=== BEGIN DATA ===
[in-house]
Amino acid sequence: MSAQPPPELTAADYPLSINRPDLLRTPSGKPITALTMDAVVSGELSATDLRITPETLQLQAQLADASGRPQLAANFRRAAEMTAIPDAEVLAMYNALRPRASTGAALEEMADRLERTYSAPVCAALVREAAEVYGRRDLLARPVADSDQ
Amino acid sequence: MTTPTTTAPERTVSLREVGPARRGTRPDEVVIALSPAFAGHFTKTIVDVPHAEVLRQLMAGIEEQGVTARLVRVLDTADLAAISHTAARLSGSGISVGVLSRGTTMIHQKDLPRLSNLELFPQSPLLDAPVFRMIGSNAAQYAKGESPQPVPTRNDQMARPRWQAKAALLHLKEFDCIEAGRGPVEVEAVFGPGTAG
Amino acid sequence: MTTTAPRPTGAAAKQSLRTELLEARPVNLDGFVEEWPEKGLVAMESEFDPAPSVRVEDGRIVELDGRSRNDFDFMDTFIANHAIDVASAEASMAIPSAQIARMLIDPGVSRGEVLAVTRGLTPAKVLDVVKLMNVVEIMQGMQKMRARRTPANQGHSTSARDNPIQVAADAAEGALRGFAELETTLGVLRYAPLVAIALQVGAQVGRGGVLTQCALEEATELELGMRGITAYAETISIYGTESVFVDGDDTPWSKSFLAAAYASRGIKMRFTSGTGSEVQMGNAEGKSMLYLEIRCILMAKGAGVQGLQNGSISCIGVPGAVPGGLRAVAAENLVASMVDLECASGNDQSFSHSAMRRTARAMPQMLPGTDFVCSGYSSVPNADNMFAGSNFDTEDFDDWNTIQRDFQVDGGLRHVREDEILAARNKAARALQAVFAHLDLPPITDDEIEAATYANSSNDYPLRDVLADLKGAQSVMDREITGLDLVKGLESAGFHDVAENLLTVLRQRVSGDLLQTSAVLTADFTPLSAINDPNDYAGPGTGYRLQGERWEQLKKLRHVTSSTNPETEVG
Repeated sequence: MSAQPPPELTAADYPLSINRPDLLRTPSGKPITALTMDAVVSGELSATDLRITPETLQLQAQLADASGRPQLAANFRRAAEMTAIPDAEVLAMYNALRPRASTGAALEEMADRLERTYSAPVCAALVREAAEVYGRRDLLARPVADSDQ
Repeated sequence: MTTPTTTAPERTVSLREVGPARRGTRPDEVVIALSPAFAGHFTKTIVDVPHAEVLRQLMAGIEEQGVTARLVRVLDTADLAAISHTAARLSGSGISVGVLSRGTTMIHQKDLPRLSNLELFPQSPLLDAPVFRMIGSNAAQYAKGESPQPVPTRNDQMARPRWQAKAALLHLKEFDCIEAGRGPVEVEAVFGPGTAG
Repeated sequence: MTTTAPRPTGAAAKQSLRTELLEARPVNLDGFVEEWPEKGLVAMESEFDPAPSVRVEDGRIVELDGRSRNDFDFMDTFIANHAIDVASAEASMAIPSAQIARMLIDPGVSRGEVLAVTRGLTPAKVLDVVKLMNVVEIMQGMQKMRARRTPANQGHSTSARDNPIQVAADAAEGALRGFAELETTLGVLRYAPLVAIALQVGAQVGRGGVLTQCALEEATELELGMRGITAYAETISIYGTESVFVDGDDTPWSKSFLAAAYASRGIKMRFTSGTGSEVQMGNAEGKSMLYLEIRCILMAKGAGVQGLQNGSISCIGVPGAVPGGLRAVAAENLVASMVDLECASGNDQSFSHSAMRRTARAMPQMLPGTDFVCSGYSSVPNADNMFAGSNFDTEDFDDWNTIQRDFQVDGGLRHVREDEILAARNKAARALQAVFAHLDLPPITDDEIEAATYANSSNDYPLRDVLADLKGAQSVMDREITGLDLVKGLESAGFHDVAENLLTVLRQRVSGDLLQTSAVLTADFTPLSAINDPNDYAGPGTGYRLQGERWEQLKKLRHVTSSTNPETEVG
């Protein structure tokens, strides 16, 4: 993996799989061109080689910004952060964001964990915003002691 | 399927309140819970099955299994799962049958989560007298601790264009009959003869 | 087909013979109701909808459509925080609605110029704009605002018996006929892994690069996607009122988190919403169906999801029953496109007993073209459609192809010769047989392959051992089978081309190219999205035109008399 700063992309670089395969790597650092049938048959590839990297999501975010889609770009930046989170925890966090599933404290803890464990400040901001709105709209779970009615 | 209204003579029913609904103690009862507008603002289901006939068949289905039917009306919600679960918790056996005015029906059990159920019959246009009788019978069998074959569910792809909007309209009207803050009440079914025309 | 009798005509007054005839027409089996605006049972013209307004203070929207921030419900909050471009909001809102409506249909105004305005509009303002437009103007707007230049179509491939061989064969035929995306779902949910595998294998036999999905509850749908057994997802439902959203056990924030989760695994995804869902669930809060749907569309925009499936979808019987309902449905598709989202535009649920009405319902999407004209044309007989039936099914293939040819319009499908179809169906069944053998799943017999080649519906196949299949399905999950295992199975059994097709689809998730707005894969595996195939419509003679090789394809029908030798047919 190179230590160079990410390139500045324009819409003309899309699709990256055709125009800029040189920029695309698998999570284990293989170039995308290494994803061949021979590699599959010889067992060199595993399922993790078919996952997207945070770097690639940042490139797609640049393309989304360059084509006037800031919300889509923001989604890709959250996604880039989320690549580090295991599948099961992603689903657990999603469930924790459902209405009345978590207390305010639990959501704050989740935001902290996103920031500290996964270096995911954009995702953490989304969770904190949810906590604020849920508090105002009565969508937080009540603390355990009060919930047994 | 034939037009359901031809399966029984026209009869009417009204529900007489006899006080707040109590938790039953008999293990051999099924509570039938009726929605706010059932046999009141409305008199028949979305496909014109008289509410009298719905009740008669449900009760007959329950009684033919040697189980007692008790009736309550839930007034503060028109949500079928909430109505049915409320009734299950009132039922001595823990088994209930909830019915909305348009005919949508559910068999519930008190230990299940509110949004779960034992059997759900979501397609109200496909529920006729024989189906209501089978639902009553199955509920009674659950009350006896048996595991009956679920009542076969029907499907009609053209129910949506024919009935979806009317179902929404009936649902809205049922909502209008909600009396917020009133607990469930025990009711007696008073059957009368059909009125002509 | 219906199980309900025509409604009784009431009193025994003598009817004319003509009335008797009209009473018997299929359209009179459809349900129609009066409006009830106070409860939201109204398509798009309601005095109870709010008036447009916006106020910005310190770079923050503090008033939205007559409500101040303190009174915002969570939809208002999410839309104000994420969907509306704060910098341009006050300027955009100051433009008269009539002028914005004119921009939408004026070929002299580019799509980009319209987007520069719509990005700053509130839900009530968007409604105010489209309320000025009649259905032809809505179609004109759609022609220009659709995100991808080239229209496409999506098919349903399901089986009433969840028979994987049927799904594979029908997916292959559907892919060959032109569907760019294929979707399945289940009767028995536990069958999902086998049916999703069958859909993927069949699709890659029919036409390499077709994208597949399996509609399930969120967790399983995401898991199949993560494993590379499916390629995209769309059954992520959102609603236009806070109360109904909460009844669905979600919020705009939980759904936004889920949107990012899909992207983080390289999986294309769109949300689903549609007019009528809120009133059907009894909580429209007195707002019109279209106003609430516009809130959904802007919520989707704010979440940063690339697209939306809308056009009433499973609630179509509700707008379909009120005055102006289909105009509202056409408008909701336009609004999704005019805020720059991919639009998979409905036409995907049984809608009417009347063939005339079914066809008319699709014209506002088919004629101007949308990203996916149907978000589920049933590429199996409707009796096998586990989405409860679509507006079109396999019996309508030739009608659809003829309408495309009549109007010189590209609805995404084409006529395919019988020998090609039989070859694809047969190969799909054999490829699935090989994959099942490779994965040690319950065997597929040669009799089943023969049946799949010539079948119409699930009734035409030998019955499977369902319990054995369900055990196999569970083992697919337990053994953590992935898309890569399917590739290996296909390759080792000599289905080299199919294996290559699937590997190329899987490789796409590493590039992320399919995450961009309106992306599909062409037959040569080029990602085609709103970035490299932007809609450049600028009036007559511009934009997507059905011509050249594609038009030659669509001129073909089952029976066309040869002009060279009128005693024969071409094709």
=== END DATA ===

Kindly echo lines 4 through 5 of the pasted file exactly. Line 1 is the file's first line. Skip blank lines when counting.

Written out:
Amino acid sequence: MTTTAPRPTGAAAKQSLRTELLEARPVNLDGFVEEWPEKGLVAMESEFDPAPSVRVEDGRIVELDGRSRNDFDFMDTFIANHAIDVASAEASMAIPSAQIARMLIDPGVSRGEVLAVTRGLTPAKVLDVVKLMNVVEIMQGMQKMRARRTPANQGHSTSARDNPIQVAADAAEGALRGFAELETTLGVLRYAPLVAIALQVGAQVGRGGVLTQCALEEATELELGMRGITAYAETISIYGTESVFVDGDDTPWSKSFLAAAYASRGIKMRFTSGTGSEVQMGNAEGKSMLYLEIRCILMAKGAGVQGLQNGSISCIGVPGAVPGGLRAVAAENLVASMVDLECASGNDQSFSHSAMRRTARAMPQMLPGTDFVCSGYSSVPNADNMFAGSNFDTEDFDDWNTIQRDFQVDGGLRHVREDEILAARNKAARALQAVFAHLDLPPITDDEIEAATYANSSNDYPLRDVLADLKGAQSVMDREITGLDLVKGLESAGFHDVAENLLTVLRQRVSGDLLQTSAVLTADFTPLSAINDPNDYAGPGTGYRLQGERWEQLKKLRHVTSSTNPETEVG
Repeated sequence: MSAQPPPELTAADYPLSINRPDLLRTPSGKPITALTMDAVVSGELSATDLRITPETLQLQAQLADASGRPQLAANFRRAAEMTAIPDAEVLAMYNALRPRASTGAALEEMADRLERTYSAPVCAALVREAAEVYGRRDLLARPVADSDQ